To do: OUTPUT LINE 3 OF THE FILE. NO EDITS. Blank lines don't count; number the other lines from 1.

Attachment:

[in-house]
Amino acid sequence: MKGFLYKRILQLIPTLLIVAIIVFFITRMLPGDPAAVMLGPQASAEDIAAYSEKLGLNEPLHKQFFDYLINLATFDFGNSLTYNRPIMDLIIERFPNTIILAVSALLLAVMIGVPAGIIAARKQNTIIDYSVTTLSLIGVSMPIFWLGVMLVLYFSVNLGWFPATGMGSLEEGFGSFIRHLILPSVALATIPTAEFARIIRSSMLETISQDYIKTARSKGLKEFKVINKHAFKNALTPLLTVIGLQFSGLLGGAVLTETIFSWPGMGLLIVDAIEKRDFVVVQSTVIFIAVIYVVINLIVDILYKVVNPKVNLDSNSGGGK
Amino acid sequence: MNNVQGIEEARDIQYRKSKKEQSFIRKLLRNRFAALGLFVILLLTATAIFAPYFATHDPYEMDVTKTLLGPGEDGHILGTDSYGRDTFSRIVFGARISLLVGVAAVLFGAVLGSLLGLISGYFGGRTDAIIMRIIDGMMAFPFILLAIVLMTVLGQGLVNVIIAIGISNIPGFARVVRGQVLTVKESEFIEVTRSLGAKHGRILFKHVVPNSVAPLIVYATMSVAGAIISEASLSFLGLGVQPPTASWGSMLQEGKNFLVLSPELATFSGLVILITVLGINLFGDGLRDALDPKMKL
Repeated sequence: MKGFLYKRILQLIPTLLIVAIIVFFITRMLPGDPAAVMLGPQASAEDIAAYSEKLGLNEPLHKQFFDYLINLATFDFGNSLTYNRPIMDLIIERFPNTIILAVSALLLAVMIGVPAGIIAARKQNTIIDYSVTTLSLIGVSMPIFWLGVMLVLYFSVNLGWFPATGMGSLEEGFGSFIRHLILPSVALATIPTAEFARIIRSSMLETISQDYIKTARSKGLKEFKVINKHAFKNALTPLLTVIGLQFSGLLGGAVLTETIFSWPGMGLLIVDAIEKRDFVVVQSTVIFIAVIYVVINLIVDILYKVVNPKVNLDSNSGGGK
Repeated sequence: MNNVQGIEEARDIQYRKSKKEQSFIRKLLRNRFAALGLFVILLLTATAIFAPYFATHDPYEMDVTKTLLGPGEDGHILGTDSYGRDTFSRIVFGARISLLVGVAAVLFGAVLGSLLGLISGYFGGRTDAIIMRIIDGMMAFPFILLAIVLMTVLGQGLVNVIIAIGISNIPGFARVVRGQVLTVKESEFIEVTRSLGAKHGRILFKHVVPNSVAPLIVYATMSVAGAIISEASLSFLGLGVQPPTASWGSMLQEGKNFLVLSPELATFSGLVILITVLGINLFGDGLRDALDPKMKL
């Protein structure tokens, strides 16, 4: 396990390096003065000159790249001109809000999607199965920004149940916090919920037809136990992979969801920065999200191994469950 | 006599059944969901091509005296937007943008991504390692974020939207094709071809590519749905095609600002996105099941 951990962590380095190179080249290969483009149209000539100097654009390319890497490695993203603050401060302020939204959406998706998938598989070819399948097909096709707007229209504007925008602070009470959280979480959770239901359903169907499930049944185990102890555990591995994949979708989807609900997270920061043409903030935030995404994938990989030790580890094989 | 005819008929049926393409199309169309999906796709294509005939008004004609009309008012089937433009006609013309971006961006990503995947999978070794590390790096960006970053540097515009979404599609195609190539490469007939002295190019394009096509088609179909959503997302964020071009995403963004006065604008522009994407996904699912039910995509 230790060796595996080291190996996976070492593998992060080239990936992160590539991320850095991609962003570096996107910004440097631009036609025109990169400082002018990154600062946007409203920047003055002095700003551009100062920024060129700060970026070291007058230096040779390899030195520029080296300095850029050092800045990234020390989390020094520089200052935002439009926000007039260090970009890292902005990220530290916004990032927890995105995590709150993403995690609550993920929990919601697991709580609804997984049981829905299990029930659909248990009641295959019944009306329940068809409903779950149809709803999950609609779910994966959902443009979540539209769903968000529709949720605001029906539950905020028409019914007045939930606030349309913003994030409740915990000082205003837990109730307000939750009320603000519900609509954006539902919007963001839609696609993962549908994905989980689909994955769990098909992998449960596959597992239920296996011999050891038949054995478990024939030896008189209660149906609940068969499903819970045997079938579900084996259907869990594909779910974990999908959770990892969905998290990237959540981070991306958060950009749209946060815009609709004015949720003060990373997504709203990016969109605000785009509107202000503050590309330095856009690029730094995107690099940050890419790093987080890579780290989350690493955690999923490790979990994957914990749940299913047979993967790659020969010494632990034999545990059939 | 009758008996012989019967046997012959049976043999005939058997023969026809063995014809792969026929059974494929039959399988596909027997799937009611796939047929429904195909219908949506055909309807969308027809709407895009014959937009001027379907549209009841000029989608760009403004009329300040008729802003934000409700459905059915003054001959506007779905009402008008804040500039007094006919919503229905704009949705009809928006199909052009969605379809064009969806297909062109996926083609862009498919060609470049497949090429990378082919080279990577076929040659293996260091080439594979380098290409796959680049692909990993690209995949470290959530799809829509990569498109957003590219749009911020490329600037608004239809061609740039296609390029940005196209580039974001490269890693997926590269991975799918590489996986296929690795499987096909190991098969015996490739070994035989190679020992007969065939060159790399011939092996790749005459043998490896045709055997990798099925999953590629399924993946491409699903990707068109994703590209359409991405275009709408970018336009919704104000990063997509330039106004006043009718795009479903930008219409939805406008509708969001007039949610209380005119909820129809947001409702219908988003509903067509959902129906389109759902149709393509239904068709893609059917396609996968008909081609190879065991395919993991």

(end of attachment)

Amino acid sequence: MNNVQGIEEARDIQYRKSKKEQSFIRKLLRNRFAALGLFVILLLTATAIFAPYFATHDPYEMDVTKTLLGPGEDGHILGTDSYGRDTFSRIVFGARISLLVGVAAVLFGAVLGSLLGLISGYFGGRTDAIIMRIIDGMMAFPFILLAIVLMTVLGQGLVNVIIAIGISNIPGFARVVRGQVLTVKESEFIEVTRSLGAKHGRILFKHVVPNSVAPLIVYATMSVAGAIISEASLSFLGLGVQPPTASWGSMLQEGKNFLVLSPELATFSGLVILITVLGINLFGDGLRDALDPKMKL